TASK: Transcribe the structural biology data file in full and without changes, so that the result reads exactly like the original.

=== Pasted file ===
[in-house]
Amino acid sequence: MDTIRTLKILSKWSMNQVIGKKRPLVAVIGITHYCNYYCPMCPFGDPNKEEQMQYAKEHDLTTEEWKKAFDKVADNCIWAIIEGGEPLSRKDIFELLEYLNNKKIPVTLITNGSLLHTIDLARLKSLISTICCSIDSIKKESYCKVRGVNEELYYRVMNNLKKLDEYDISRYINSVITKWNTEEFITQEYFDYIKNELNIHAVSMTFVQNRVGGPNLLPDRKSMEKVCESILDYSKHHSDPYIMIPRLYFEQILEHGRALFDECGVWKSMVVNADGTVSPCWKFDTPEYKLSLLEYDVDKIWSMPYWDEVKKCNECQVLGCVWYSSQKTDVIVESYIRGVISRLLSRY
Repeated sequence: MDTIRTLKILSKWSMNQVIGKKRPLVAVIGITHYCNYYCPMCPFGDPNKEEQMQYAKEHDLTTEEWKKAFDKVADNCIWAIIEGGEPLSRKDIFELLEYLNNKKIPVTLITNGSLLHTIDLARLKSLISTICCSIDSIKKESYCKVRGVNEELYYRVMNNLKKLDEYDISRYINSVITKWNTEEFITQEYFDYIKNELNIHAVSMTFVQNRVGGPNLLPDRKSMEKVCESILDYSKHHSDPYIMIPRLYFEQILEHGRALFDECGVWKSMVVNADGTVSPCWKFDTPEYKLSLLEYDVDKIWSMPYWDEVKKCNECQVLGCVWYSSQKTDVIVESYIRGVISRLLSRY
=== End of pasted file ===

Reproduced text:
[in-house]
Amino acid sequence: MDTIRTLKILSKWSMNQVIGKKRPLVAVIGITHYCNYYCPMCPFGDPNKEEQMQYAKEHDLTTEEWKKAFDKVADNCIWAIIEGGEPLSRKDIFELLEYLNNKKIPVTLITNGSLLHTIDLARLKSLISTICCSIDSIKKESYCKVRGVNEELYYRVMNNLKKLDEYDISRYINSVITKWNTEEFITQEYFDYIKNELNIHAVSMTFVQNRVGGPNLLPDRKSMEKVCESILDYSKHHSDPYIMIPRLYFEQILEHGRALFDECGVWKSMVVNADGTVSPCWKFDTPEYKLSLLEYDVDKIWSMPYWDEVKKCNECQVLGCVWYSSQKTDVIVESYIRGVISRLLSRY
Repeated sequence: MDTIRTLKILSKWSMNQVIGKKRPLVAVIGITHYCNYYCPMCPFGDPNKEEQMQYAKEHDLTTEEWKKAFDKVADNCIWAIIEGGEPLSRKDIFELLEYLNNKKIPVTLITNGSLLHTIDLARLKSLISTICCSIDSIKKESYCKVRGVNEELYYRVMNNLKKLDEYDISRYINSVITKWNTEEFITQEYFDYIKNELNIHAVSMTFVQNRVGGPNLLPDRKSMEKVCESILDYSKHHSDPYIMIPRLYFEQILEHGRALFDECGVWKSMVVNADGTVSPCWKFDTPEYKLSLLEYDVDKIWSMPYWDEVKKCNECQVLGCVWYSSQKTDVIVESYIRGVISRLLSRY